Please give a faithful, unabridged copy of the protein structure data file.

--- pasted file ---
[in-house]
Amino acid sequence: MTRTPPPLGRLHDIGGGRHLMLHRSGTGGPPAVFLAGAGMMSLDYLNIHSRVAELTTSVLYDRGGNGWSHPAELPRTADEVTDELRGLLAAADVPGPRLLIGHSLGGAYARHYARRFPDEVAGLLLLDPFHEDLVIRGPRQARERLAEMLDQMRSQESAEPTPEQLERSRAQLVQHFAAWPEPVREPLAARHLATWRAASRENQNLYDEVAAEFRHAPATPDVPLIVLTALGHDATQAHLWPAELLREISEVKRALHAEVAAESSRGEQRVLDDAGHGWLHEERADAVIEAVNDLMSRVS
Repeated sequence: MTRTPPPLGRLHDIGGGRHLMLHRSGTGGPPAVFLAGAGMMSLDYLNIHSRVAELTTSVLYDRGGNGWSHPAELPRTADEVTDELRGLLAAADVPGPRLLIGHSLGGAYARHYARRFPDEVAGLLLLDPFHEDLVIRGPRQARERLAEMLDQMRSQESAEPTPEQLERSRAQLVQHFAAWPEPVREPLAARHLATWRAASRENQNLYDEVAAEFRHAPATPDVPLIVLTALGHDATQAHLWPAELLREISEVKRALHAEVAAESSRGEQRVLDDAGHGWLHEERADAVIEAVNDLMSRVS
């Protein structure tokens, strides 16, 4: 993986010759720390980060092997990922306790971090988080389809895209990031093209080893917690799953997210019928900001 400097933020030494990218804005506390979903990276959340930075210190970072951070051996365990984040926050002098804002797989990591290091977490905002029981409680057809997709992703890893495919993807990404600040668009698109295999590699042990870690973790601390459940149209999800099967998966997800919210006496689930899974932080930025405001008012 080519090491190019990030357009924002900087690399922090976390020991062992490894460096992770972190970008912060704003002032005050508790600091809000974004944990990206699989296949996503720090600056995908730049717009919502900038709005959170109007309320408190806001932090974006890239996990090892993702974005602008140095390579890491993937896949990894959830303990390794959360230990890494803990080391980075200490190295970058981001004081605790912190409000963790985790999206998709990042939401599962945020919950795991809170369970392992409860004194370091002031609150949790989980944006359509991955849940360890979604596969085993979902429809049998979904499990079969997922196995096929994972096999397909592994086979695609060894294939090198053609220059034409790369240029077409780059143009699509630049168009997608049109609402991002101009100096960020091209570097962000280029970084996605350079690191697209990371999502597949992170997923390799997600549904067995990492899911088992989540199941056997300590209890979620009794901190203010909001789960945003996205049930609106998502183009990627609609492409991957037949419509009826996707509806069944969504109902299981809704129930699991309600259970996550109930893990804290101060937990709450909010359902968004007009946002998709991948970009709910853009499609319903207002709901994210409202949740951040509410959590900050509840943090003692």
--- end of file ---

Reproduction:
[in-house]
Amino acid sequence: MTRTPPPLGRLHDIGGGRHLMLHRSGTGGPPAVFLAGAGMMSLDYLNIHSRVAELTTSVLYDRGGNGWSHPAELPRTADEVTDELRGLLAAADVPGPRLLIGHSLGGAYARHYARRFPDEVAGLLLLDPFHEDLVIRGPRQARERLAEMLDQMRSQESAEPTPEQLERSRAQLVQHFAAWPEPVREPLAARHLATWRAASRENQNLYDEVAAEFRHAPATPDVPLIVLTALGHDATQAHLWPAELLREISEVKRALHAEVAAESSRGEQRVLDDAGHGWLHEERADAVIEAVNDLMSRVS
Repeated sequence: MTRTPPPLGRLHDIGGGRHLMLHRSGTGGPPAVFLAGAGMMSLDYLNIHSRVAELTTSVLYDRGGNGWSHPAELPRTADEVTDELRGLLAAADVPGPRLLIGHSLGGAYARHYARRFPDEVAGLLLLDPFHEDLVIRGPRQARERLAEMLDQMRSQESAEPTPEQLERSRAQLVQHFAAWPEPVREPLAARHLATWRAASRENQNLYDEVAAEFRHAPATPDVPLIVLTALGHDATQAHLWPAELLREISEVKRALHAEVAAESSRGEQRVLDDAGHGWLHEERADAVIEAVNDLMSRVS
């Protein structure tokens, strides 16, 4: 993986010759720390980060092997990922306790971090988080389809895209990031093209080893917690799953997210019928900001 400097933020030494990218804005506390979903990276959340930075210190970072951070051996365990984040926050002098804002797989990591290091977490905002029981409680057809997709992703890893495919993807990404600040668009698109295999590699042990870690973790601390459940149209999800099967998966997800919210006496689930899974932080930025405001008012 080519090491190019990030357009924002900087690399922090976390020991062992490894460096992770972190970008912060704003002032005050508790600091809000974004944990990206699989296949996503720090600056995908730049717009919502900038709005959170109007309320408190806001932090974006890239996990090892993702974005602008140095390579890491993937896949990894959830303990390794959360230990890494803990080391980075200490190295970058981001004081605790912190409000963790985790999206998709990042939401599962945020919950795991809170369970392992409860004194370091002031609150949790989980944006359509991955849940360890979604596969085993979902429809049998979904499990079969997922196995096929994972096999397909592994086979695609060894294939090198053609220059034409790369240029077409780059143009699509630049168009997608049109609402991002101009100096960020091209570097962000280029970084996605350079690191697209990371999502597949992170997923390799997600549904067995990492899911088992989540199941056997300590209890979620009794901190203010909001789960945003996205049930609106998502183009990627609609492409991957037949419509009826996707509806069944969504109902299981809704129930699991309600259970996550109930893990804290101060937990709450909010359902968004007009946002998709991948970009709910853009499609319903207002709901994210409202949740951040509410959590900050509840943090003692």